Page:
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Ward of court has dementia and various complex psychiatric conditions 
A High Court judge has said she is satisfied the HSE correctly decided not to seek court orders to have the Covid-19 vaccine administered to a ward of court against her wishes. 
The woman, aged in her seventies with dementia and various complex psychiatric conditions, is in a nursing home where about 98 per cent of the residents have received the vaccine. 
Her treating clinician, while agreeing the woman lacks capacity to make appropriate decisions about her medical treatment, considered that forcibly administering the vaccine would be counterproductive for reasons including the objectives of her overall care plan involved building trust between her and staff. 
Maireád McKenna BL, for the HSE, told Ms Justice Niamh Hyland on Wednesday it is not, in the circumstances of this case, seeking orders for coercive vaccination but efforts will continue to try and persuade her to be vaccinated and the situation will be kept under review. 
If the woman later agrees to be vaccinated, it will be administered to her and the vaccine will continue to be rolled out to any new residents of the nursing home, counsel said. One other resident, who is not a ward of court, has also refused the vaccine. 
The ward’s case was before the judge on Wednesday in relation to her continued placement in the nursing home and concerning the vaccination issue. 
She was placed in the nursing home last autumn after a lengthy stay in hospital. She has no family here and the general solicitor for wards of court was previously appointed as the committee to represent her interests in wardship. 
Nursing home 
On Wednesday, Paul Brady BL, for the committee, told Ms Justice Hyland the pandemic had raised difficulties concerning visiting the woman in the nursing home but the feedback from ongoing contact between the committee and those involved in her care was that she has settled well and is receiving good care.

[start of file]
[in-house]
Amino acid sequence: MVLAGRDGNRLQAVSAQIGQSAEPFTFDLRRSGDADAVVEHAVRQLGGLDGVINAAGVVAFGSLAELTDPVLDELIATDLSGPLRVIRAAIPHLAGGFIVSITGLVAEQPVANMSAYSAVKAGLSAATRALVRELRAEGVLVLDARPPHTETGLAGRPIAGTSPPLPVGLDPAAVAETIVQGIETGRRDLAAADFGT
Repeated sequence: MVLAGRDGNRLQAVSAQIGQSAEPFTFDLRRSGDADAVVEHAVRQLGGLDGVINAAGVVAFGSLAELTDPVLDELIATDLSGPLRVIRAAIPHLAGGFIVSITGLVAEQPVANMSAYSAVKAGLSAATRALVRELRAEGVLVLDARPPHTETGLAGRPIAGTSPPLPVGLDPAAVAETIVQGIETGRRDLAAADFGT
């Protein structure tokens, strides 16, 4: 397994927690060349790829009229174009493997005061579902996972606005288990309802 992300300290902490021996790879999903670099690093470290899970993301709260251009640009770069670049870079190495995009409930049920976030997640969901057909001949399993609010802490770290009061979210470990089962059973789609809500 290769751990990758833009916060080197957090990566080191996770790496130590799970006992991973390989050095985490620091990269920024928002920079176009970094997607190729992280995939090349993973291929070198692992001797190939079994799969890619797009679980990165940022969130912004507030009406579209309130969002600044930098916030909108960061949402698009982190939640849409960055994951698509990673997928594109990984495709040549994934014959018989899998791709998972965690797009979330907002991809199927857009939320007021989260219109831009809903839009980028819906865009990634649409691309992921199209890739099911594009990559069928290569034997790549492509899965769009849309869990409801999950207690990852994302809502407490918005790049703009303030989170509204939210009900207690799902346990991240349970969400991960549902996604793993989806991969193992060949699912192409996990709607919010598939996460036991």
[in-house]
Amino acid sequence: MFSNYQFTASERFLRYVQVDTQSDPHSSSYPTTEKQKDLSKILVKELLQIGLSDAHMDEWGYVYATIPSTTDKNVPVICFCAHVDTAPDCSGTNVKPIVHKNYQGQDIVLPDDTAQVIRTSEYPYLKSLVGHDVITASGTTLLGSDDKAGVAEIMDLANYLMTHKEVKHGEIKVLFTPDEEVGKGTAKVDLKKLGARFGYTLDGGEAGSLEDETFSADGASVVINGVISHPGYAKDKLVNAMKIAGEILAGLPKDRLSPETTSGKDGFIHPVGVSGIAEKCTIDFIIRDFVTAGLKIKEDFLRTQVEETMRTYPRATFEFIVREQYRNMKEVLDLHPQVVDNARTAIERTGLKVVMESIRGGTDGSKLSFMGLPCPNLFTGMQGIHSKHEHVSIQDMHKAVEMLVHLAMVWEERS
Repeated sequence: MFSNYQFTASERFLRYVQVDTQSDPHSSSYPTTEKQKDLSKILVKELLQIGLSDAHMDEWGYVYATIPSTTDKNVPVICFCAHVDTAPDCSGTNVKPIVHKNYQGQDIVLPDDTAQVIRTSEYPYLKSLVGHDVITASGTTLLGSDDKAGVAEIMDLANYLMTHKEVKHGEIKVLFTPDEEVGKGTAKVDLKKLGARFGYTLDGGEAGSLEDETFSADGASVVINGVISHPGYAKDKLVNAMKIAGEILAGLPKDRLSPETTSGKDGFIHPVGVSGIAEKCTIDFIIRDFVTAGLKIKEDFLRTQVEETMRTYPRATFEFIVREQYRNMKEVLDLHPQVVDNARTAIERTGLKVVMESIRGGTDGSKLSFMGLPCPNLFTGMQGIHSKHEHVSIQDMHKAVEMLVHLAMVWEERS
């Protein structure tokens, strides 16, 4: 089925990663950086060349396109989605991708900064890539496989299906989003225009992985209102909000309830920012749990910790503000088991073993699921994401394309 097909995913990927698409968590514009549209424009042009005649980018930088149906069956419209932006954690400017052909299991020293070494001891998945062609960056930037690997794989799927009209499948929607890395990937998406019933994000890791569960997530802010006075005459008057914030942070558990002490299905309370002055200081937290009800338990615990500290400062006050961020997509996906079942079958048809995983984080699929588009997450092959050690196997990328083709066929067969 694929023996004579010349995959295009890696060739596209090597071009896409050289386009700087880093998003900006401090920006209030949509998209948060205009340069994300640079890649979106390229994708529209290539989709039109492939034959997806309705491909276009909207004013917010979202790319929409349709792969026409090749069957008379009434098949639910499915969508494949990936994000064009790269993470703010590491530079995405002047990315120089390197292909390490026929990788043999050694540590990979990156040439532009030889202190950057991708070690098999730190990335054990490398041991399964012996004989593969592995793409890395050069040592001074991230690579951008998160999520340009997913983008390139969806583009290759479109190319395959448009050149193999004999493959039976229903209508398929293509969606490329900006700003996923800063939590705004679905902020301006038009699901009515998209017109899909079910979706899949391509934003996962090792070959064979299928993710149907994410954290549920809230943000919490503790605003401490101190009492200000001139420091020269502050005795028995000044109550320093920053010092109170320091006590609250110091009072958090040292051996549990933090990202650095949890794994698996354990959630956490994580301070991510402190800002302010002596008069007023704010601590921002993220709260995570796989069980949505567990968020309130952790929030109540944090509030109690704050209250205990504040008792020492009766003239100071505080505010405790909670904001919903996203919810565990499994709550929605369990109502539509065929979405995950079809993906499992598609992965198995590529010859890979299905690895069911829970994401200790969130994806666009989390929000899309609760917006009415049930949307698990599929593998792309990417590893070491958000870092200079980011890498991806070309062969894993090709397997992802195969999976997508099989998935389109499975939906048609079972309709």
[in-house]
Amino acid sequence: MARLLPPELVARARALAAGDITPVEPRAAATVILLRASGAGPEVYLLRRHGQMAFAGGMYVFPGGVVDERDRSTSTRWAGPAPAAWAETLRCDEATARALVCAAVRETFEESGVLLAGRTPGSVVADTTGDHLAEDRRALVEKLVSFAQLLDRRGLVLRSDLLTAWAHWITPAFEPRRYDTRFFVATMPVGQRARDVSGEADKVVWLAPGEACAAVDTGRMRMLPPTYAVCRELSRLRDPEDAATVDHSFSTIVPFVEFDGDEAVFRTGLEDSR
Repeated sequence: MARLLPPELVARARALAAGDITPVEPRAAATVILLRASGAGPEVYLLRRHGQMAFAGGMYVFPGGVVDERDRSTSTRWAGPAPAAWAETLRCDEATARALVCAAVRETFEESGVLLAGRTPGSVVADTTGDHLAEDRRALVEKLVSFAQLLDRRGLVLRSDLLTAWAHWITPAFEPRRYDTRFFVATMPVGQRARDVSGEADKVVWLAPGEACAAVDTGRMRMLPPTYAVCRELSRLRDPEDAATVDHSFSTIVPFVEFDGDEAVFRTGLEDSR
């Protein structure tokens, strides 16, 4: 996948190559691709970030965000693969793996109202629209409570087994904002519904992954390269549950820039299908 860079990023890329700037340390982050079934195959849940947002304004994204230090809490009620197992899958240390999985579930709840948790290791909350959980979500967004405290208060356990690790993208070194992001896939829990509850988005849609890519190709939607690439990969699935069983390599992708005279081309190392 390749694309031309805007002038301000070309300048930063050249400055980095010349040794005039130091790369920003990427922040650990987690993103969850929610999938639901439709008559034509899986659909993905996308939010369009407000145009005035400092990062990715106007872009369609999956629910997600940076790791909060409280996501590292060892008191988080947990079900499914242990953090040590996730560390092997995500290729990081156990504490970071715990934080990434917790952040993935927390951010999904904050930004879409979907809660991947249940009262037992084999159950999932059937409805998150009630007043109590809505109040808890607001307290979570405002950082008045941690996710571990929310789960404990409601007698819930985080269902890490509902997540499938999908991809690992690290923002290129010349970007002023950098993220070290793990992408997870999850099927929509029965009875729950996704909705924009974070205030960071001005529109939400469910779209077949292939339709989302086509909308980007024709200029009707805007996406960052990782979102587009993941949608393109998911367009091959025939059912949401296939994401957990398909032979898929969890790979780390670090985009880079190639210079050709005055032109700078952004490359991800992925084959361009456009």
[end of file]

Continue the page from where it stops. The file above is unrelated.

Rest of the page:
After the woman said she did not wish to receive the Covid-19 vaccine, a medical report was requested which stated it was in her best interests to receive it but there was an issue as to how that was to be achieved in light of her refusal. 
Mr Brady outlined considerable contacts between the committee and the HSE in that regard. 
The HSE has provided a comprehensive care plan, which the committee supports, which did not favour seeking coercive administration of the vaccine but favoured continuing an approach of positive engagement with the woman concerning her treatment. 
The plan’s emphasis was on trying to explain the rationale for interventions and encouraging the woman to engage with those and she has responded to a degree, the court heard. It was considered seeking coercive orders for vaccination would be counterproductive and could jeopardise the overall care plan. 
Having heard the sides, Ms Justice Hyland said she was satisfied the HSE’s decision not to seek an order permitting coercive vaccination was correct. The woman has refused the vaccine and, although she lacks capacity, it was necessary to evaluate the risks and benefits concerning whether she should be coercively vaccinated or not, she said. 
In that regard, factors taken into account included her individual situation; her existing medical conditions; the fact two injections would be involved; that the vast majority of residents had been vaccinated and she is considered at low risk of contracting the virus; and that coercive vaccination would greatly interfere with trust between her and staff, the judge said. 
She was also satisfied that issues concerning communications with the nursing home have been resolved, the woman is getting excellent care there and all the parties are committed to her welfare. 
Making orders continuing the woman’s placement, the judge said there was a detention aspect to those because, while her risk of absconding seems lower than previously, there was still a small risk. 
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